“People recognized him as holy. They recognized it before ecclesiastical authorities did,” reflects Father Edward Foley, a member of Solanus’ own Capuchin Order. In fact, there were more than 10,000 people at his funeral. “We ordinarily bury Capuchins in a pine box,” Father Foley continued, “he was buried in a steel coffin because they knew something was going to happen.” That remains of Father Solanus were transferred to the Solanus Casey Center in 1987 to accommodate the tens of thousands of pilgrims who visited his tomb each year.
“He had a very simple approach to holiness. He was the most unpretentious person. When he went back to Detroit during the Depression, he would give away his lunch. He was a slight guy and they would say to him, ‘Father Solanus, you can’t give your food away,’ but that was how he and another Capuchin began the Capuchin Soup Kitchen,” Father Foley observed. Today the soup kitchen ranks as the largest private charity in the state of Michigan.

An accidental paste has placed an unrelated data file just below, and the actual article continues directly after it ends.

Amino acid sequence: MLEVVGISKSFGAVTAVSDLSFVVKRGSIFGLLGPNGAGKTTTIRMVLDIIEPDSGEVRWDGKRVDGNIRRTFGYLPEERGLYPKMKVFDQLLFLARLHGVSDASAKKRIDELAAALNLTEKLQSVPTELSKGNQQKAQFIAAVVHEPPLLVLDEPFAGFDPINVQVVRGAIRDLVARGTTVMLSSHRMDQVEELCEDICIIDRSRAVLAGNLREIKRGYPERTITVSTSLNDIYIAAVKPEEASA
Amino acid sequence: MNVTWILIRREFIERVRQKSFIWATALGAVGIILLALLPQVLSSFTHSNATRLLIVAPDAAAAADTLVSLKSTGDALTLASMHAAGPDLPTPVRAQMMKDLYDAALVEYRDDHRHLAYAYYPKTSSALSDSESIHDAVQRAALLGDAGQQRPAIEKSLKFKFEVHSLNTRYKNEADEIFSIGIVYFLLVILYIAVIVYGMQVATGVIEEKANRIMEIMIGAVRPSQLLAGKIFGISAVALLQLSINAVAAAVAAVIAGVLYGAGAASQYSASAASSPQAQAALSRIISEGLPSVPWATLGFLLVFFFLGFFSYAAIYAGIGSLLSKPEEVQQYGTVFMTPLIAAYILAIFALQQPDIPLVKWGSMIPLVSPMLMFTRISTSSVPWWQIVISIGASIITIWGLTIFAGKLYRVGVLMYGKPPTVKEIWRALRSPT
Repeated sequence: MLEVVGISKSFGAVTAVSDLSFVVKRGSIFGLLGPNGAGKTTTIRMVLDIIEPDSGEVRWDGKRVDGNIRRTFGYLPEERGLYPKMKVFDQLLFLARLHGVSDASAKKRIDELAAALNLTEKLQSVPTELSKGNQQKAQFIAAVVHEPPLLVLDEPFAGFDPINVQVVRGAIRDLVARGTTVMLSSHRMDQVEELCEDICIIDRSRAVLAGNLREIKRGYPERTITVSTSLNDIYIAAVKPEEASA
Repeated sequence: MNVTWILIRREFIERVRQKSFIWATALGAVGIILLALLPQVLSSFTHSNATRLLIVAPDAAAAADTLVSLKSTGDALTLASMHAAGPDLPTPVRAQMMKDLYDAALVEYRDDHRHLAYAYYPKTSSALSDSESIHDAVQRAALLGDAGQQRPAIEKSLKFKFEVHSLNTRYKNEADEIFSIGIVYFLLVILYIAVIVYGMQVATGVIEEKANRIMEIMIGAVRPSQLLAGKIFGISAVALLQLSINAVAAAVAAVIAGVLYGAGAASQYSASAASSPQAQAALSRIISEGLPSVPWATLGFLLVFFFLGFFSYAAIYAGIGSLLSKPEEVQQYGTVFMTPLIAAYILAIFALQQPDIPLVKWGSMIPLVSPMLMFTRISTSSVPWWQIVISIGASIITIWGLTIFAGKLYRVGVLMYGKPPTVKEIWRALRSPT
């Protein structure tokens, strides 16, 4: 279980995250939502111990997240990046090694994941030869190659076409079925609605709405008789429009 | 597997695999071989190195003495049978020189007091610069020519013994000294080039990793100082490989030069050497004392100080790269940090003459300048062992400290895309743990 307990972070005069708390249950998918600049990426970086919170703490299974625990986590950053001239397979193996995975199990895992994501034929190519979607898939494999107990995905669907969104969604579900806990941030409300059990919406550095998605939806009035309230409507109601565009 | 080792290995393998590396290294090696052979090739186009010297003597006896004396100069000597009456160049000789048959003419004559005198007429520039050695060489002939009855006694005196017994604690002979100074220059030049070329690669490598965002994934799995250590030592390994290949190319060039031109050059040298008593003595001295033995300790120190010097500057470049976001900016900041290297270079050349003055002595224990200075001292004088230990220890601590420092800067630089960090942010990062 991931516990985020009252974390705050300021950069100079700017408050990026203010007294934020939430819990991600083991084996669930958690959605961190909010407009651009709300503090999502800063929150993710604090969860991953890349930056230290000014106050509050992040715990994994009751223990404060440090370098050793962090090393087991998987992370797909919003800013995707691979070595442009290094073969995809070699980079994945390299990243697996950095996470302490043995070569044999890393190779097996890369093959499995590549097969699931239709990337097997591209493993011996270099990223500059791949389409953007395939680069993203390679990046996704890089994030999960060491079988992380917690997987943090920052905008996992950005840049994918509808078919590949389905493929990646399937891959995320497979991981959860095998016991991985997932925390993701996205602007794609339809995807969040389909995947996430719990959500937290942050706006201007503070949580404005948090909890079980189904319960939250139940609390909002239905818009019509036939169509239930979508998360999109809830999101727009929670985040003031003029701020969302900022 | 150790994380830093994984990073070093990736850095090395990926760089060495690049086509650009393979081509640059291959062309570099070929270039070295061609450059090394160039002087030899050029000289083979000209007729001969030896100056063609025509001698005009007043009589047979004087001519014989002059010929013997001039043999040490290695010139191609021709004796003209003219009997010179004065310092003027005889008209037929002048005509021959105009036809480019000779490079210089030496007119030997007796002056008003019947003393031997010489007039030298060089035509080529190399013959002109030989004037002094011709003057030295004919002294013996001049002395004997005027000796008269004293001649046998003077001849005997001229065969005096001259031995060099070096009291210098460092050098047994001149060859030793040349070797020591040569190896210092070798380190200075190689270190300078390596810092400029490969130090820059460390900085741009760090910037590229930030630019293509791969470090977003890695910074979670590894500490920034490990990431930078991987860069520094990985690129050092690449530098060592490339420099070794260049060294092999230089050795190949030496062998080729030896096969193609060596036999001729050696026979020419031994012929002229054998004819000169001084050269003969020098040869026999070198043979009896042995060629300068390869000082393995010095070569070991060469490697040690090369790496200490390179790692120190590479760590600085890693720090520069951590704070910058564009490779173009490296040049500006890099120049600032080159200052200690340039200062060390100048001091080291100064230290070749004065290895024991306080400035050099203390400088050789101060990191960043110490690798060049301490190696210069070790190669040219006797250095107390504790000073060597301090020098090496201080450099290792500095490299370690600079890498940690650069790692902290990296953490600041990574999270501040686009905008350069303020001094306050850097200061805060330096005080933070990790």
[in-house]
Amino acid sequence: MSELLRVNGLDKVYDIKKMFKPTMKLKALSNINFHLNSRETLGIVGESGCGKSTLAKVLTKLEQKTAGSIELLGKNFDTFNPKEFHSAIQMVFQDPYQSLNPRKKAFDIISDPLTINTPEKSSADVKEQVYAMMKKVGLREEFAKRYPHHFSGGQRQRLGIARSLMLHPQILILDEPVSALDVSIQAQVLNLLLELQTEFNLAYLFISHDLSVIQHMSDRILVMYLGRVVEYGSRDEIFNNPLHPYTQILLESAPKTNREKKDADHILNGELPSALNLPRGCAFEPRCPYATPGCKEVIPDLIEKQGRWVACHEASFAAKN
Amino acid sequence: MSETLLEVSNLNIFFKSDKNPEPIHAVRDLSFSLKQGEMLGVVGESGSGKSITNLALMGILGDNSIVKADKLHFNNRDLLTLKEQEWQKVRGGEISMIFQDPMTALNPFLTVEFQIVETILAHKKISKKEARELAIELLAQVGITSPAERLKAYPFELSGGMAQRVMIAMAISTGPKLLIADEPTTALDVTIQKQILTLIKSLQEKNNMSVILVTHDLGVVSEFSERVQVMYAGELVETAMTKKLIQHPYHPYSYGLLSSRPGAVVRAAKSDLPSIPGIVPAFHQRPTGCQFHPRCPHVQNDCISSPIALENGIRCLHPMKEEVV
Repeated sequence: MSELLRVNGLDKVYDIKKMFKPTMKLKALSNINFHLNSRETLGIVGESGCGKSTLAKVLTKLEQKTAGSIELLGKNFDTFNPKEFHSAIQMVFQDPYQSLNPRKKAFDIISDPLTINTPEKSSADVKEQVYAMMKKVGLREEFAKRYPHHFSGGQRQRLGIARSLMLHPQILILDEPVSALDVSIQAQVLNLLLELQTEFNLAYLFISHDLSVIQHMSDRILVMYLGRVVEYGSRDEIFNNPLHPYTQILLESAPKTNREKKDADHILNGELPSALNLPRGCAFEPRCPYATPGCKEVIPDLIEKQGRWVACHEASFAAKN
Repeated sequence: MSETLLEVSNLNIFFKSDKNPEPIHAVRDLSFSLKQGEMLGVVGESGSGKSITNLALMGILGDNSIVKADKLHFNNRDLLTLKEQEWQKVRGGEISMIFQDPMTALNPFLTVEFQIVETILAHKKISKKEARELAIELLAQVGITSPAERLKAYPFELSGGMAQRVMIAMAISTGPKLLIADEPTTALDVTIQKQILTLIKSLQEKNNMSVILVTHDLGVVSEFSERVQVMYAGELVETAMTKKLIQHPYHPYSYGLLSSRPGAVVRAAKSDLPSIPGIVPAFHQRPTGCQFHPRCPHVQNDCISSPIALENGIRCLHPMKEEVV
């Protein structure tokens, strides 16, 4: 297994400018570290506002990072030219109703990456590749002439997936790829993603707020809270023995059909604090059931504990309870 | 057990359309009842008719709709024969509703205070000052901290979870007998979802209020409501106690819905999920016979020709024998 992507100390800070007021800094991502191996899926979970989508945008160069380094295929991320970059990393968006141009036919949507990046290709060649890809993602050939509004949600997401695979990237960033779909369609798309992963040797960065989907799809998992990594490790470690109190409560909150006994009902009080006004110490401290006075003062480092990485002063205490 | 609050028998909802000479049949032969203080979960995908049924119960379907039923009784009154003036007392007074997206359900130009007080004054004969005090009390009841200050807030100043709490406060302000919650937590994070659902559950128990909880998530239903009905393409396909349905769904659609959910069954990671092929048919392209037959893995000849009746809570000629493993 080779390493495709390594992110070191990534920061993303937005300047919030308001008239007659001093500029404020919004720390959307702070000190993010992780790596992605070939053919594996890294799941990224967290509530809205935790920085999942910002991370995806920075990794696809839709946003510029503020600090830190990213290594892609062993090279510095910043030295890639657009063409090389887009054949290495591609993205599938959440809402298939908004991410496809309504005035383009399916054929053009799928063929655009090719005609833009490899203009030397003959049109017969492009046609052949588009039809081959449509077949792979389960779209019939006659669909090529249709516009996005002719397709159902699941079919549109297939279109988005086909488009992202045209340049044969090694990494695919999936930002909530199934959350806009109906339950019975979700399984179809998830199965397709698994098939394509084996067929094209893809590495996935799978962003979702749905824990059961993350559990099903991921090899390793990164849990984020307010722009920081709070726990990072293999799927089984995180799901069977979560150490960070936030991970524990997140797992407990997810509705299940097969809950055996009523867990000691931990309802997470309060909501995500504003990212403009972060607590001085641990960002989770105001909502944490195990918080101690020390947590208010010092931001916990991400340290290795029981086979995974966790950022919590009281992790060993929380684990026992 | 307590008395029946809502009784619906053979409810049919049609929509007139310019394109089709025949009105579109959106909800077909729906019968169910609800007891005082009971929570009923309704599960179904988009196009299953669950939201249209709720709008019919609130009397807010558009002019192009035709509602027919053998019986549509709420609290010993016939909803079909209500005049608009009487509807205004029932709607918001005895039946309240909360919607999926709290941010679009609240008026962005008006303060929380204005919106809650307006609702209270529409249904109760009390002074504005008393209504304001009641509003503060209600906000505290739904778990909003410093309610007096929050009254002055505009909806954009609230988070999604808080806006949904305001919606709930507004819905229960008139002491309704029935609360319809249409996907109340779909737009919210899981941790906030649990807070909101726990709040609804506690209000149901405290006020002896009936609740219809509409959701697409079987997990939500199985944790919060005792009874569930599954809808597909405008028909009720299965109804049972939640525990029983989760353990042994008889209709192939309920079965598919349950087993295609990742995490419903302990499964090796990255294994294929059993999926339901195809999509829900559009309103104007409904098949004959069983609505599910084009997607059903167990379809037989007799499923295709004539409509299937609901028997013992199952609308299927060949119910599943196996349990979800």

Nearly 70,000 people are expected to take part in Saturday’s beatification liturgy, including Archbishop Allen Henry Vigneron of Detroit, Cardinal Adam Maida, retired archbishop of Detroit, Cardinal Joseph Tobin of Newark, himself a Detroit native, the apostolic nuncio Archbishop Christophe Pierre, and Father Mauro Jöhri, Minister General of the Capuchin Order. Concelebrating the liturgy will be more than 350 bishops and priests, and nearly 350 Capuchin Franciscan friars from throughout the world are expected to attend, as well.